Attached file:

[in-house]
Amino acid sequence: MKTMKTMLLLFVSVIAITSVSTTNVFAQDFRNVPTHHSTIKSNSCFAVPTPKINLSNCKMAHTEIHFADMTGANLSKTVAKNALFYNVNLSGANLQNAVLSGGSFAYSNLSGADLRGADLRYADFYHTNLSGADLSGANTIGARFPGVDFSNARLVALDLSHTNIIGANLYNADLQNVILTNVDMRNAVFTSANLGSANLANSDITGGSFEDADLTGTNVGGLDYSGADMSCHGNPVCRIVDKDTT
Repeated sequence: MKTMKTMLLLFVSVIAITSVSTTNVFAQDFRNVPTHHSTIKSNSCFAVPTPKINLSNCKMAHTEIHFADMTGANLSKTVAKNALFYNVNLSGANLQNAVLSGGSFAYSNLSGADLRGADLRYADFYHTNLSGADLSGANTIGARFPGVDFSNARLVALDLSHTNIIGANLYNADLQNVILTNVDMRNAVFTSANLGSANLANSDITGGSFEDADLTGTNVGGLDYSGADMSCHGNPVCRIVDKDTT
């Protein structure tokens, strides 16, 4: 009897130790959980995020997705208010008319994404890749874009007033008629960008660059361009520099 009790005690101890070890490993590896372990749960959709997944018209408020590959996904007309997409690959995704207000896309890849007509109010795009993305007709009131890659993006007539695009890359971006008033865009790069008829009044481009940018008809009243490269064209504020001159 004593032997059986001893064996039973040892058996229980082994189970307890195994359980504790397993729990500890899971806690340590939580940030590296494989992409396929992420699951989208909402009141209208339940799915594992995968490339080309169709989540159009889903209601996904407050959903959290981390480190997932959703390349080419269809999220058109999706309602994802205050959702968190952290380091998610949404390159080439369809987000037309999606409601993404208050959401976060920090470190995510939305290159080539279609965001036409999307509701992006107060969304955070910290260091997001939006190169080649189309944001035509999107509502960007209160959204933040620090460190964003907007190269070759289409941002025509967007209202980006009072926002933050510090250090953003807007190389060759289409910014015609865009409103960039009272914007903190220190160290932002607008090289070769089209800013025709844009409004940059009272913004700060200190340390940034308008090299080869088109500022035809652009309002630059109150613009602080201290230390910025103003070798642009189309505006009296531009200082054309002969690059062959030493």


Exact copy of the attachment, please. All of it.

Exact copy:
[in-house]
Amino acid sequence: MKTMKTMLLLFVSVIAITSVSTTNVFAQDFRNVPTHHSTIKSNSCFAVPTPKINLSNCKMAHTEIHFADMTGANLSKTVAKNALFYNVNLSGANLQNAVLSGGSFAYSNLSGADLRGADLRYADFYHTNLSGADLSGANTIGARFPGVDFSNARLVALDLSHTNIIGANLYNADLQNVILTNVDMRNAVFTSANLGSANLANSDITGGSFEDADLTGTNVGGLDYSGADMSCHGNPVCRIVDKDTT
Repeated sequence: MKTMKTMLLLFVSVIAITSVSTTNVFAQDFRNVPTHHSTIKSNSCFAVPTPKINLSNCKMAHTEIHFADMTGANLSKTVAKNALFYNVNLSGANLQNAVLSGGSFAYSNLSGADLRGADLRYADFYHTNLSGADLSGANTIGARFPGVDFSNARLVALDLSHTNIIGANLYNADLQNVILTNVDMRNAVFTSANLGSANLANSDITGGSFEDADLTGTNVGGLDYSGADMSCHGNPVCRIVDKDTT
């Protein structure tokens, strides 16, 4: 009897130790959980995020997705208010008319994404890749874009007033008629960008660059361009520099 009790005690101890070890490993590896372990749960959709997944018209408020590959996904007309997409690959995704207000896309890849007509109010795009993305007709009131890659993006007539695009890359971006008033865009790069008829009044481009940018008809009243490269064209504020001159 004593032997059986001893064996039973040892058996229980082994189970307890195994359980504790397993729990500890899971806690340590939580940030590296494989992409396929992420699951989208909402009141209208339940799915594992995968490339080309169709989540159009889903209601996904407050959903959290981390480190997932959703390349080419269809999220058109999706309602994802205050959702968190952290380091998610949404390159080439369809987000037309999606409601993404208050959401976060920090470190995510939305290159080539279609965001036409999307509701992006107060969304955070910290260091997001939006190169080649189309944001035509999107509502960007209160959204933040620090460190964003907007190269070759289409941002025509967007209202980006009072926002933050510090250090953003807007190389060759289409910014015609865009409103960039009272914007903190220190160290932002607008090289070769089209800013025709844009409004940059009272913004700060200190340390940034308008090299080869088109500022035809652009309002630059109150613009602080201290230390910025103003070798642009189309505006009296531009200082054309002969690059062959030493």